The modernized guidance also limits the extent to which proved undeveloped reserves may be included in the aggregate reserves. Specifically, the registrant must have adopted a development plan in order to include undrilled locations in reserves. Generally, for locations to be included in the reserve report the development plan must include a plan to drill the identified locations within five years. The SEC has indicated that there are exceptions to this general rule since some projects by their very nature can take longer periods of time to develop. Examples include off shore projects, remote locations, or environmentally sensitive locations. Additionally, the registrant should evaluate its prior historical experience, how long a location has remained undeveloped, the ability of the registrant to execute the plan of development based on historical experience, among other factors, to determine if the inclusion of reserves as proved undeveloped reserves is appropriate. The C&DIs clarify that a registrant must not only have the intent to develop undrilled locations but must have adopted and committed to the investment for the plan of development to demonstrate intent. Furthermore, the registrant must have the ability to execute the plan of development. In the event that a registrant owns or leases acreage that it does not intend to begin development of for a period of at least five years then such reserves should not be included in proved oil and gas reserves.
The modernized guidance provides significant revision to and clarification of disclosure requirements by registrants with oil and gas production activities. The most significant changes include the disclosure of oil and gas producing activities by geographic areas. The registrant is required to determine what segregation of geographic regions provides the most meaningful information to the reader. Such geographic areas may be segregated by country, groups of countries within a continent or by continent. However, if a country accounts for 15 percent of more of total proved oil and gas reserves then the registrant is required to disclose that individual country. Additionally, registrants are required to disclose information about average sales price, production costs and quantities in each country or field that contains in excess of 15% of total reserves. A registrant is also required to disclose certain additional information about proved undeveloped reserves including total quantity of proved undeveloped reserves at year end, material changes to proved undeveloped reserves occurring during the year including conversion to developed reserves, investments and progress made during the year to convert undeveloped reserves to proved developed reserves and if applicable why certain proved undeveloped reserves remaining undeveloped for a period greater than five years have not been converted to proved developed reserves. Thought not required to, a registrant may include disclosure of unproved reserves as discussed in the modernized guidance.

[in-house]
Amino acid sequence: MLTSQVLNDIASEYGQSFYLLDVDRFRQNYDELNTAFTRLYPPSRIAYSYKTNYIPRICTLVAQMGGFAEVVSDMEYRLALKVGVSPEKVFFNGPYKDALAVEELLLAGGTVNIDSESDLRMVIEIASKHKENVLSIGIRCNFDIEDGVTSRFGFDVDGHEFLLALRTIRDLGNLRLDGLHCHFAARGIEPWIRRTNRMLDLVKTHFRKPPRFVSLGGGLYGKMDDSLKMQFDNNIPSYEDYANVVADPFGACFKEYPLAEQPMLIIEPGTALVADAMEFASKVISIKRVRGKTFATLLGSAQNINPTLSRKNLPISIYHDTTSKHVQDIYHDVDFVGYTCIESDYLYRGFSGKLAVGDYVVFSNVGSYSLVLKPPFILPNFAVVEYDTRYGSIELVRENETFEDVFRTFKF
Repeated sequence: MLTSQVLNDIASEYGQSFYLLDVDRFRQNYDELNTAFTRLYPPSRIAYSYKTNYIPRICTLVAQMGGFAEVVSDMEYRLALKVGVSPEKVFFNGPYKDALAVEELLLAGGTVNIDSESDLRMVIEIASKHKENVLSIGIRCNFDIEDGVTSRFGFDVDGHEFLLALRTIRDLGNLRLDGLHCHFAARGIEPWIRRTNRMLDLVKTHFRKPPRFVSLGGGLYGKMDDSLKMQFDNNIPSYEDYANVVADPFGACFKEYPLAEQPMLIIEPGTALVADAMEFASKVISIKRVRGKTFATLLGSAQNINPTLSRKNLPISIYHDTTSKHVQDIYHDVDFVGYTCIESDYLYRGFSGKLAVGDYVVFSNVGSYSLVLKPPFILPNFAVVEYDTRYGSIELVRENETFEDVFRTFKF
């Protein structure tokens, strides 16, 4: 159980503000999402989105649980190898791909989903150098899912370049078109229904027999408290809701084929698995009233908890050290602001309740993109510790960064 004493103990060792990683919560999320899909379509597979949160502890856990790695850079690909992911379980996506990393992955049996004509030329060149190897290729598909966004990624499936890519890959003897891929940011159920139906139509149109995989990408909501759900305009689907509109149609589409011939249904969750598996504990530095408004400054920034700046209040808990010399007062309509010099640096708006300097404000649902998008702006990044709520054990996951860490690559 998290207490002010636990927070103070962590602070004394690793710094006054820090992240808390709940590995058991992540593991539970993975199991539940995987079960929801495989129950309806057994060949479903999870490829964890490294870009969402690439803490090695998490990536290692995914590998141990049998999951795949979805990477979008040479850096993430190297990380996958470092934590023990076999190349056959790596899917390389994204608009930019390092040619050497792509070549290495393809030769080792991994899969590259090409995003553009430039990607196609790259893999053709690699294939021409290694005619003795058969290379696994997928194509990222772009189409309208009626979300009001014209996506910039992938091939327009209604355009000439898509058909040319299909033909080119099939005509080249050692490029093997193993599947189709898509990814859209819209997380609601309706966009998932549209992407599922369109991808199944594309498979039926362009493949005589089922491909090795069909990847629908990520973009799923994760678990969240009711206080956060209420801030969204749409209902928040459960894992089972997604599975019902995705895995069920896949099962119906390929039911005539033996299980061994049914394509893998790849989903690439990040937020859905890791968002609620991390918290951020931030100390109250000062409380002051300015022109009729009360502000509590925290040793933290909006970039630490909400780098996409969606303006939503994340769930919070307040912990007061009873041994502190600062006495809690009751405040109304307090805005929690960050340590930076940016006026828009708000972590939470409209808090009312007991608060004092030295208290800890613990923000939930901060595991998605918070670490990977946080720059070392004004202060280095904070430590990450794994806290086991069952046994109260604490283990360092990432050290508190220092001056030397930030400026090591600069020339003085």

The modernized guidance also includes specific information to be included in Management’s Discussion and Analysis which is not limited to, but must contain at least the following as is applicable:
- Changes in reserves as well as the source of the change including price changes, technical revisions or other material changes
- Technologies used to establish material additions and the level of certainty for such additions including increases in reserve estimates
- Price and cost data
- Performance of producing wells
- Performance of mining activities to produce hydrocarbons
- The ability to successfully convert proved undeveloped reserves to proved developed reserves
- Minimum remaining terms of leases and concessions
- Material changes to any line item in required tabular presentation
- Potential effects of different rights to resources and geopolitical risks
Another important aspect of the modernized guidance surrounds the use of third-party preparers of reserve reports. If a third-party preparer is engaged and referred to in the filings of the registrant then the report must be included in the filing and the third-party prepare must provide the registrant with consent to include such report(s) in the registrants filings. The report is required to be submitted as an exhibit and is not required to be the full report. However, certain element of the report must be included as defined in the modernized guidance.
The SEC staff promulgated SAB 113 and the related C&DIs in response to significant technological and scientific advancements in the oil and gas field over the last 26 years. While the modernized guidance provides a registrant with greater latitude with respect to the definition of proved oil and gas reserves, the guidance also raises the bar with respect to the thresholds for recognition of proved reserves and the granularity of disclosure in an effort to provide users of financial statements more accurate, timely and useable information on which to base their decisions.